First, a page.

Sometimes, you write a post to express an opinion…and sometimes, you write a post to discover one. Today’s post is going to be the latter, as I ruminate on the phenomenon that is Rob Liefeld.
For those of you who missed the 90s in comics…get down on your knees and give thanks to a merciful and just God. No, wait. That’s probably a little harsh. Seriously, for those of you who missed the 90s in comics, Rob Liefeld was one of the bona fide superstars of the medium. He began as an artist, hit it big with a stint on ‘New Mutants’, and went on to both write and draw its successor title, ‘X-Force’. Then he and a number of other major writer/artists split off from Marvel to form Image Comics, and Rob proceeded to start his own art studio where a number of Liefeld-influenced artists produced a large number of super-hero books. Eventually, after a falling out with his Image cohorts, Rob’s career kind of imploded; he’s still around and still working, but is nowhere near the phenom he was.
To a lot of people, this is cheery and heartwarming news. Nobody seems to be able to engender the kind of sheer hatred that Rob Liefeld does in the comics industry; mere mention of his name can induce apoplectic fits in certain fan circles. Fans complain that his writing is hackneyed, cliched, and derivative to the point of plagarism (when he’s got an aquatic super-hero whose name is “Namor” spelled backwards, it’s kind of hard to defend him on that count), and that his art is little more than chicken scratches with no grasp of anatomy, perspective, and no skill whatsoever.
And I don’t disagree with that assessment. I’ve heard all the stories–how he turned in pencil art that ended at the wrists and ankles, forcing an inker to fill in the hands and feet. I’ve seen his artwork, and there’s no question, it doesn’t match up with any kind of human anatomy. Women have breasts like they’re wearing a loose-fitting shirt with bowling balls dumped down it, guys have biceps bigger than their head, and everyone has about a billion teeth. It is anything but realistic.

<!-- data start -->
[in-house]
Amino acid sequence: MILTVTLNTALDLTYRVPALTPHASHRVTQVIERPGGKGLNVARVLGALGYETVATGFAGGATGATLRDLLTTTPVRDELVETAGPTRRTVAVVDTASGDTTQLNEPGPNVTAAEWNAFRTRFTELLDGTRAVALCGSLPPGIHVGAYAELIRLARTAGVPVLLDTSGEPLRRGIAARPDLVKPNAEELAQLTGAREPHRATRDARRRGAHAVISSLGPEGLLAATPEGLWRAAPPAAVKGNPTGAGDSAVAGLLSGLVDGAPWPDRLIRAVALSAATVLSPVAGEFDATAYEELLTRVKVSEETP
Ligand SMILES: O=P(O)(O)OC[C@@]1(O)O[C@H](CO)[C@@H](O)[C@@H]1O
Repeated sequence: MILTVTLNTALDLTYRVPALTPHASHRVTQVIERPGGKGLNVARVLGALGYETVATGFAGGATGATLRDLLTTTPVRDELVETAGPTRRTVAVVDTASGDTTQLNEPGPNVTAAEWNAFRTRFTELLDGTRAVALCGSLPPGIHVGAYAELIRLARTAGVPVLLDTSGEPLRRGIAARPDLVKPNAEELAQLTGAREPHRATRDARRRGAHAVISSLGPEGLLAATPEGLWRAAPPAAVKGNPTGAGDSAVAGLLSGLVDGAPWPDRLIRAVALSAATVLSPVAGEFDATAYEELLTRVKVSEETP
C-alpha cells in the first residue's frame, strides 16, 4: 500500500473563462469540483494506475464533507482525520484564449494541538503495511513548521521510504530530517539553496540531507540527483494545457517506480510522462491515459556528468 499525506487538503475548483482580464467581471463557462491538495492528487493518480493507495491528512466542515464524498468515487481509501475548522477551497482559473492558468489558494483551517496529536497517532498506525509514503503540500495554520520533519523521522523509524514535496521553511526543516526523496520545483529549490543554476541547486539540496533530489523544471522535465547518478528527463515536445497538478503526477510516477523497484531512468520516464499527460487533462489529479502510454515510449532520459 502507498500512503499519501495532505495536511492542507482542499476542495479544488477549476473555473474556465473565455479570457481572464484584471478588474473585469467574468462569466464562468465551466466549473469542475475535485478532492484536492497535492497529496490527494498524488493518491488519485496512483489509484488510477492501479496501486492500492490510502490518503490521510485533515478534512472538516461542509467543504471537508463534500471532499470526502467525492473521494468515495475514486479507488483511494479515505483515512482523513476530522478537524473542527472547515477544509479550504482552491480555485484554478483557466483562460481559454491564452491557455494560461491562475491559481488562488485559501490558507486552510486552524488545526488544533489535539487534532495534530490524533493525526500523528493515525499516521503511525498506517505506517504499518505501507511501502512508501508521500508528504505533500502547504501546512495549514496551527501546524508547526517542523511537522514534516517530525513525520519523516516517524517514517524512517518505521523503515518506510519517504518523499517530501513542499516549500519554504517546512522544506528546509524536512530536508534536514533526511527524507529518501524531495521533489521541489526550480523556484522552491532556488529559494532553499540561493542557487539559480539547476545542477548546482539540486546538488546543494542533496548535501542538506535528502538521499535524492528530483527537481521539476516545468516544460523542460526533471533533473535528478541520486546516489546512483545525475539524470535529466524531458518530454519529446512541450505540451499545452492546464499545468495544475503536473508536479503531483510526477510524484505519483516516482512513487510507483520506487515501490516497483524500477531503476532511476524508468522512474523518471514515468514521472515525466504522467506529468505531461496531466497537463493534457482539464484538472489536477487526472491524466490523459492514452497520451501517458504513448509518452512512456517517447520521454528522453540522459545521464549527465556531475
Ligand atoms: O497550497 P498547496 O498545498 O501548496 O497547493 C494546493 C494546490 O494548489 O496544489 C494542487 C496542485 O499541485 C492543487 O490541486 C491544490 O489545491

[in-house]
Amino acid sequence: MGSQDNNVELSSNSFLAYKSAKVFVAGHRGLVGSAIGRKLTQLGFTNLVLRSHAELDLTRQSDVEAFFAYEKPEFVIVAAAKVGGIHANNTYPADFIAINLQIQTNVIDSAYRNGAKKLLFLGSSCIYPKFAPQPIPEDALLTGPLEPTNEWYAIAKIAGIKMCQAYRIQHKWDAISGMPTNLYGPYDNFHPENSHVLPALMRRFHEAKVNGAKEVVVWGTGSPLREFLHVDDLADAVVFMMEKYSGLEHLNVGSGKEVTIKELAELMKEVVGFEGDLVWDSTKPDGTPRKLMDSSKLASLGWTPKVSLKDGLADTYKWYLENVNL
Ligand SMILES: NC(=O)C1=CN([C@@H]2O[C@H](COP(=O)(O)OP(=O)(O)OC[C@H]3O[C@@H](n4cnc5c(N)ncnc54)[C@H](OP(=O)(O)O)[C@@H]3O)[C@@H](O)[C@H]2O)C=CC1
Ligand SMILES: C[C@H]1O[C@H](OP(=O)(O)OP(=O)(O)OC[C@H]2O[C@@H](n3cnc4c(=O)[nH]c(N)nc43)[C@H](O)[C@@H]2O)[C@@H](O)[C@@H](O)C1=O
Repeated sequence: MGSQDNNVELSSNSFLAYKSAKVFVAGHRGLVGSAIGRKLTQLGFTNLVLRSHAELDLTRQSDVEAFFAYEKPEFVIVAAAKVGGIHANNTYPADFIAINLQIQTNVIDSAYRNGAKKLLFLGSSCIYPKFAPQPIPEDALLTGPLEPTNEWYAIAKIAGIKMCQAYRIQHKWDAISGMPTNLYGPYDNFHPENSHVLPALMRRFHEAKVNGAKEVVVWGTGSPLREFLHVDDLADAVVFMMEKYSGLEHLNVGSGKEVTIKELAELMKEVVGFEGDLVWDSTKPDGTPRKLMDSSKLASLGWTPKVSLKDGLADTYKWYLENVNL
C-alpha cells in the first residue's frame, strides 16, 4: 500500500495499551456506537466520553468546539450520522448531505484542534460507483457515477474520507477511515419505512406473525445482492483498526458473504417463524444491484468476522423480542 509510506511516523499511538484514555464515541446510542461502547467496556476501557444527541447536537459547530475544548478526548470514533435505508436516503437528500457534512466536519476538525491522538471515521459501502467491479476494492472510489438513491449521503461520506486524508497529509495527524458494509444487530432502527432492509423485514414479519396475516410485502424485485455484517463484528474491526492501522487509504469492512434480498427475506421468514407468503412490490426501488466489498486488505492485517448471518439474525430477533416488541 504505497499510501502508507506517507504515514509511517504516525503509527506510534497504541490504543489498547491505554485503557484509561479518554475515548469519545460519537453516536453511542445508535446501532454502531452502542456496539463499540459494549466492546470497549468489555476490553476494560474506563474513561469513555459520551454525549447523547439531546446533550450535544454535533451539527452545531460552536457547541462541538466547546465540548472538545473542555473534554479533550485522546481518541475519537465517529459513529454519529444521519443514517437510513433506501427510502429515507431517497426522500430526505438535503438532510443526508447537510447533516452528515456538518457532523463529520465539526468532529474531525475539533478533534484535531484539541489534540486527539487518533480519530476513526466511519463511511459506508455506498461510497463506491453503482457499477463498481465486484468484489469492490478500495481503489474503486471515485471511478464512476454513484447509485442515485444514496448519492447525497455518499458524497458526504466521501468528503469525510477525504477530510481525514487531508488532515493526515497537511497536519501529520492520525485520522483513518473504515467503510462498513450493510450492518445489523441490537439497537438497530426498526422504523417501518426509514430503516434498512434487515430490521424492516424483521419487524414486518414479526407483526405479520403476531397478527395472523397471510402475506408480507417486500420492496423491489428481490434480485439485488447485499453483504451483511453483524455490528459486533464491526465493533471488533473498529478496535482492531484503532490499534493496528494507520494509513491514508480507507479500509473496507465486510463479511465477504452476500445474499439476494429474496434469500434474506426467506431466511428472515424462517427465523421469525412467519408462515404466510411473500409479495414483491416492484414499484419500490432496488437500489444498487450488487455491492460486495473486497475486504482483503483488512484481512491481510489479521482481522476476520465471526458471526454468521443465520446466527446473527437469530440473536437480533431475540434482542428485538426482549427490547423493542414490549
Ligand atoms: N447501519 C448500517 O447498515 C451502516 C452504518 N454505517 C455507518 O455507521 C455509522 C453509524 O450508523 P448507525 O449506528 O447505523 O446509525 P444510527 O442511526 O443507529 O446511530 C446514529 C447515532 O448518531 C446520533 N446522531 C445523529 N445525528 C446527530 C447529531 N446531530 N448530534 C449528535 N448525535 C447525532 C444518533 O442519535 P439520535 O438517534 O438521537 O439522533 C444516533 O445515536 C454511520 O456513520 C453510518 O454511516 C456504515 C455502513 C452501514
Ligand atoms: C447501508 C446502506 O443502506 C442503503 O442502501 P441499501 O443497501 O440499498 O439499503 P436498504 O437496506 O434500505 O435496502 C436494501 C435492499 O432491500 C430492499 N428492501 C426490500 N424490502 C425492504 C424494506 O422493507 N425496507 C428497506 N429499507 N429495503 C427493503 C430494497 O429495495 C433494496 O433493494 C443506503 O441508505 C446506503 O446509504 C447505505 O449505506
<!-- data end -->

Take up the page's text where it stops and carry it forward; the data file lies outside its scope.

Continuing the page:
But here’s the thing: Have you looked at Bill Sienkiewicz’s art lately? He left realism behind about thirty years ago, and fans love him for it. His art is deliberately abstract, conveying an emotional reality rather than strict photorealism, and he has more fans than he ever did when he was a Neal Adams clone. For that matter, take Vincent van Gogh. He never painted realistically, and in fact became more expressionist as he went on. Is his art bad because it doesn’t look like a photo?
But of course, Sienkiewicz did start out as a Neal Adams clone. He demonstrated that he could master perspective, anatomy, and a crisp “Silver Age” artistic style, and then branched out into his current style because it was the one he wanted to use. Perhaps that’s why he’s praised while Liefeld is pilloried; he showed that he knew how to draw first, while Liefeld never did.
Or perhaps it’s that the emotional reality Liefeld constructs seems to be one so utterly rooted in the realm of the sixteen-year-old boy. His characters are all hypermasculine uber-men with giant shoulderpads and guns bigger than their torsos. Maybe once you pass a certain age, that just starts to seem like arrested adolescence instead of an artistic style. Maybe Liefeld’s audience outgrew him.
Or maybe he just really was terrible, and it’s true that you can’t fool all of the people all of the time. I really don’t know, which is why I tend to stay quiet when people are slamming Liefeld. Because it’s possible…not likely, but just possible…that in a hundred years or so, he’ll be having the last laugh.